Post-Christian concepts of human health.
Throughout the modern era, the prevailing worldview has shifted from religion to science. This shift was caused by the scientific revolution that took place in the XVII century, which led to the emergence of new theories of human health based on empirical observations and experiments.
One of the outstanding theorists of Western medicine of the XVII century is the French philosopher Rene Descartes [7]. The largest of Descartes' discoveries, which became the foundation for subsequent psychology and anatomy, is the concept of reflex and the principle of reflex activity. For Descartes, an organism is a part of matter, of which everything in nature consists, and the elements of which constantly interact, and life is the unity of the body's constant reactions to external influences [8]. This is how the mechanistic model of health appeared. Descartes believed that some nerves serve as conductors of impulses arising under the influence of external stimuli to the human brain, while others serve as conductors of impulses from the brain to the muscles that provide movement. The very fact of thinking, according to Descartes, is reflexive and is a necessary expression of a person's life process. A person is aware of himself as existing insofar as he is aware of the very fact of his thinking [8].
Since then, the mechanistic approach has become dominant in Western medicine, as medical professionals and scientists seek to understand the human body through reductionist methods and scientific experiments [9]. This method involves breaking down complex biological systems into components and analyzing each of them separately, and then synthesizing information to understand the system as a whole.
However, in recent years, the mechanistic model of health has been criticized. Some argue that it does not take into account the complex and dynamic interaction between various biological systems within the body, and that reduces human health to a set of measurable, objective indicators that do not reflect the multifaceted nature of human experience [10]. Others believe that this approach ignores the impact of social and environmental factors on health, and that it can perpetuate health inequalities without addressing broader issues.
The results obtained as a result of studying the ideas of ancient, Christian and post-Christian concepts of human health, formed during the evolution of European philosophy and science, allowed us to draw several important conclusions.
Firstly, the theory of the ancient Greeks about the four fluids and the four elements laid the foundation for the modern medical understanding of the human body. The theory of the four humors, in particular, has had a lasting impact on medicine, influencing the development of concepts such as the balance of body fluids and the importance of lifestyle factors for maintaining good health. The connection of various philosophical theories with medicine allowed us to expand the boundaries of understanding about a rational approach to health.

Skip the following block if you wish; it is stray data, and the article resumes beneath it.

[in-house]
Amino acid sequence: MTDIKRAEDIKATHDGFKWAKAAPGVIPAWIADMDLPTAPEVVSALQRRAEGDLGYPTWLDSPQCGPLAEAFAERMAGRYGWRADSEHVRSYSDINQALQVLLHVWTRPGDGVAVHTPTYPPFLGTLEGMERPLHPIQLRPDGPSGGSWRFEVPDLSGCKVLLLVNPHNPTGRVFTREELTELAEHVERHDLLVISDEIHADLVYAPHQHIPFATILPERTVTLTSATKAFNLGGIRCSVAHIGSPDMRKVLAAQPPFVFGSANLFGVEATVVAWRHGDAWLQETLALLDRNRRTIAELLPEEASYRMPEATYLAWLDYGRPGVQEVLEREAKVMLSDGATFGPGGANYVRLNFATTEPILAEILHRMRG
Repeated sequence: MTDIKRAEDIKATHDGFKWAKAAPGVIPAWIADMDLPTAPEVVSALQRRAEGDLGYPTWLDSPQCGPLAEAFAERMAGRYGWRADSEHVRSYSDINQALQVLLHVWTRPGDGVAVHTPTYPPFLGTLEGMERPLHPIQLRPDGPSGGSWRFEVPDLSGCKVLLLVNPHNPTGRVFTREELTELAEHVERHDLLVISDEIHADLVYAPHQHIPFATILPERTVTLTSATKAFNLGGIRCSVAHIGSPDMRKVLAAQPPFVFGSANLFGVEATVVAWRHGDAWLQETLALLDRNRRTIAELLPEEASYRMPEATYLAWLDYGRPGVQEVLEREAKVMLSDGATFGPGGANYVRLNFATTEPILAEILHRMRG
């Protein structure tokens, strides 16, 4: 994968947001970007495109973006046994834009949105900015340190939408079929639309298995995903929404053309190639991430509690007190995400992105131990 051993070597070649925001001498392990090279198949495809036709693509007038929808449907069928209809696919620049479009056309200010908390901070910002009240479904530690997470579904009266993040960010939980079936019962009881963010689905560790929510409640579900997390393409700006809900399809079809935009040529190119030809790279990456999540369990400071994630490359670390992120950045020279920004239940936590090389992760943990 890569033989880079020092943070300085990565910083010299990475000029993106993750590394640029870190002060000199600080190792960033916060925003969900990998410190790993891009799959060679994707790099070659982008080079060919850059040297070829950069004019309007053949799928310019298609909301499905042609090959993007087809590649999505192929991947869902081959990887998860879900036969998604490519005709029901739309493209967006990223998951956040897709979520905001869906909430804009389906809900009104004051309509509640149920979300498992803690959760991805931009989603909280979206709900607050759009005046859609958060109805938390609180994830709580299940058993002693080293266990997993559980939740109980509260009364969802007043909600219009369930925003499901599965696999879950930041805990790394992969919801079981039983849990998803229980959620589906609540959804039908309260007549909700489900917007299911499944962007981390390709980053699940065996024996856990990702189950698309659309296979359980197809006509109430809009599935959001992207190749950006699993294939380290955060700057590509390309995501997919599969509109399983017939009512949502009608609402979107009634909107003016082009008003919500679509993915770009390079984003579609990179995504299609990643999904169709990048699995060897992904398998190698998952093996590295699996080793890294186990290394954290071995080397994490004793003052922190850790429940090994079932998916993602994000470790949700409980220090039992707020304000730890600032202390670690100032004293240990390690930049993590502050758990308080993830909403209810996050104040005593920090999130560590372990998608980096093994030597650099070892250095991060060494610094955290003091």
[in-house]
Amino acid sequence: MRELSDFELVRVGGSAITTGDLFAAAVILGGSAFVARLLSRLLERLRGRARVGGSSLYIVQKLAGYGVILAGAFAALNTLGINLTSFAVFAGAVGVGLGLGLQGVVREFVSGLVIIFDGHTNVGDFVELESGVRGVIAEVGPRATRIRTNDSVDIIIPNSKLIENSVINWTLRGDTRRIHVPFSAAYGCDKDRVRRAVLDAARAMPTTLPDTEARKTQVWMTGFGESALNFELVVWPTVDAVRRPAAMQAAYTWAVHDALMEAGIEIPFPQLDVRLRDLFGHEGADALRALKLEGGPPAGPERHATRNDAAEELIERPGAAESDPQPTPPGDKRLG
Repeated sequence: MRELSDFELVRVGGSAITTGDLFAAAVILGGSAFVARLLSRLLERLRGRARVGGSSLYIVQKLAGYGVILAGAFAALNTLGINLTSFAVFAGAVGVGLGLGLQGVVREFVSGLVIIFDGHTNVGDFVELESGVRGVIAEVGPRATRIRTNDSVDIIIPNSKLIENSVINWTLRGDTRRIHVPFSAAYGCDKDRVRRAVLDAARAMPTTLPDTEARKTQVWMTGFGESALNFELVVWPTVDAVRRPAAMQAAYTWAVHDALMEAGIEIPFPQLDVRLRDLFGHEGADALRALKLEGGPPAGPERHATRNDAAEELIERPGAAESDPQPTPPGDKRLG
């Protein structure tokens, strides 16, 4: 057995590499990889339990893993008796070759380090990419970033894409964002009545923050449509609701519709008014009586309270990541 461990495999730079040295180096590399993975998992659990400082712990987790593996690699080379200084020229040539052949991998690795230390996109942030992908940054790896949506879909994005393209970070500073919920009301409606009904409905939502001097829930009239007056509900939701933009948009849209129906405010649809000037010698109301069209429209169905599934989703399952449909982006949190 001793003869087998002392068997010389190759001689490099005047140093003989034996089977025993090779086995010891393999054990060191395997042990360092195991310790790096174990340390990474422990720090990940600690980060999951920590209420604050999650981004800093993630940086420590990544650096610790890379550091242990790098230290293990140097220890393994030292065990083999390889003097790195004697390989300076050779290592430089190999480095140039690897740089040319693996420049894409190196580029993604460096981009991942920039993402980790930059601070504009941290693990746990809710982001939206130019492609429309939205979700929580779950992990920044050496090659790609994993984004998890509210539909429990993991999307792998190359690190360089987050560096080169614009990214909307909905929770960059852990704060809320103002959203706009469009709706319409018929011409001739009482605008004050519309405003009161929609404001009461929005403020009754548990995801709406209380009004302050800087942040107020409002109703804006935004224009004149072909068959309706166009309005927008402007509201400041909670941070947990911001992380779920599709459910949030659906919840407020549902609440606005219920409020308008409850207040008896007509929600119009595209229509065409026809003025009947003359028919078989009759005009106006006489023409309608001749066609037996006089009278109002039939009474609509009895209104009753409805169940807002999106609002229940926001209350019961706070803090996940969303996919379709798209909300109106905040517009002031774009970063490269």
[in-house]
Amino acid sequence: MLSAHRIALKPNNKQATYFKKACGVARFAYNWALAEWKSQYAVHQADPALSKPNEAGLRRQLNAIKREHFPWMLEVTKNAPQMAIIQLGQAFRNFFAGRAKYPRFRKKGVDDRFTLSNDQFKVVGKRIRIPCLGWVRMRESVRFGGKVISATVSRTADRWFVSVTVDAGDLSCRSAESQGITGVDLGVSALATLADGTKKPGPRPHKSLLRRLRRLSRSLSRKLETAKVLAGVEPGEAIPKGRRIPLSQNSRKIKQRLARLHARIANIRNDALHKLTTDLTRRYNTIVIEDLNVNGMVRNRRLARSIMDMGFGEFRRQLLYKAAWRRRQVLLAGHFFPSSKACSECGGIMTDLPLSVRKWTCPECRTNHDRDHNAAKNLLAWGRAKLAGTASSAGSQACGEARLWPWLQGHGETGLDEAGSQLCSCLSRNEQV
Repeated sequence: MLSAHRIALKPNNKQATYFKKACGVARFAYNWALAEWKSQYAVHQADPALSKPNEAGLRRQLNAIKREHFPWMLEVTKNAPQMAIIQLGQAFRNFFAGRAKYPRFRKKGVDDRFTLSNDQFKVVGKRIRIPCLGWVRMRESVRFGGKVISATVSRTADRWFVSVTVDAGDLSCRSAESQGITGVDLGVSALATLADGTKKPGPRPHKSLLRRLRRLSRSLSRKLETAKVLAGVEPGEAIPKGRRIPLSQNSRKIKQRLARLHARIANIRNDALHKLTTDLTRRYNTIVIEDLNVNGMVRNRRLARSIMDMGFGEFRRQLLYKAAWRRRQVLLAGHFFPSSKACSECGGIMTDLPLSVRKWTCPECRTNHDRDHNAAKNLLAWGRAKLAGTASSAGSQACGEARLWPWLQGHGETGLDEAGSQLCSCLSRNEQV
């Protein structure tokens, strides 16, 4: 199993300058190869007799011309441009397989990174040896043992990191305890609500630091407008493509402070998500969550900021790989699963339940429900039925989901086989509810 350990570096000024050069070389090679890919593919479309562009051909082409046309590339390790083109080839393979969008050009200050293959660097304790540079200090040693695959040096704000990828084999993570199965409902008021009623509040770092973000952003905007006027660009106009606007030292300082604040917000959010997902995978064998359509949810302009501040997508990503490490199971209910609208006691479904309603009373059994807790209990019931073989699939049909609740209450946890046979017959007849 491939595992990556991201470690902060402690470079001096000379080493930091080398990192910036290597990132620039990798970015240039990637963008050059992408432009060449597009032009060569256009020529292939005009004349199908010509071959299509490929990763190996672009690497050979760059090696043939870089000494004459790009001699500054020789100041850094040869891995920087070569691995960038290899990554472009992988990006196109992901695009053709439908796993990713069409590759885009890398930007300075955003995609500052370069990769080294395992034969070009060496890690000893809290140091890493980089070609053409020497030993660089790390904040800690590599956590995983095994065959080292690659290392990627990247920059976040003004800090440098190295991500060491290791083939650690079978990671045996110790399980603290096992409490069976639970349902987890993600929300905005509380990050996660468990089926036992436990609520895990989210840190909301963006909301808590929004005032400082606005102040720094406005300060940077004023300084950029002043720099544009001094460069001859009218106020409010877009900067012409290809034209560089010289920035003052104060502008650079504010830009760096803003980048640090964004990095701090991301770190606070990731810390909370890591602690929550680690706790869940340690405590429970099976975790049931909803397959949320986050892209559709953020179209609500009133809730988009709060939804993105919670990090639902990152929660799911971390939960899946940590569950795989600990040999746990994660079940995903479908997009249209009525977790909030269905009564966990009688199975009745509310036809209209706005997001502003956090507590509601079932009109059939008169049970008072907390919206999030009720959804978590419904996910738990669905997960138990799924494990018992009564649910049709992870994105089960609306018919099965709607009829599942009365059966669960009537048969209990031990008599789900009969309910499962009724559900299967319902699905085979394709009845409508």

Secondly, the influence of Christianity in the Middle Ages emphasized the importance of taking care of the body as part of spiritual life. This led to more attention being paid to preventive medicine and approaches to health in general.
Thirdly, the mechanistic model of health developed by Descartes and his contemporaries during the scientific revolution has been the dominant paradigm in Western medicine for centuries. This model has been useful for identifying disease mechanisms and developing targeted interventions, but it has also been criticized for its reductionist approach and for ignoring the complex and dynamic interactions between various biological, social and environmental factors affecting health.
The results of the study emphasize the importance of understanding the historical context in which medical concepts and practices developed. It also highlights the need to go beyond the mechanistic model of health and adopt a more holistic approach that takes into account the complex interaction of biological, social and environmental factors in maintaining a high level of health of the world's population.


About the authors

Svetlana Alexeyevna Myalkina

Voronezh State Medical University named after N.N. Burdenko

ORCID iD: 0000-0003-1978-1057

student of the 2th year Faculty of Medicine and Prevention

Russian Federation, 10 Studentskaya str., Voronezh, 394036, Russia

Ivan Gennadievich Nenakhov

Voronezh State Medical University named after N.N. Burdenko

Author for correspondence.
ORCID iD: 0000-0001-7942-2844
SPIN-code: 9905-2934

Candidate of Medical Sciences, Associate Professor of the Department
of Hygienic Disciplines

Russian Federation, 10 Studentskaya str., Voronezh, 394036, Russia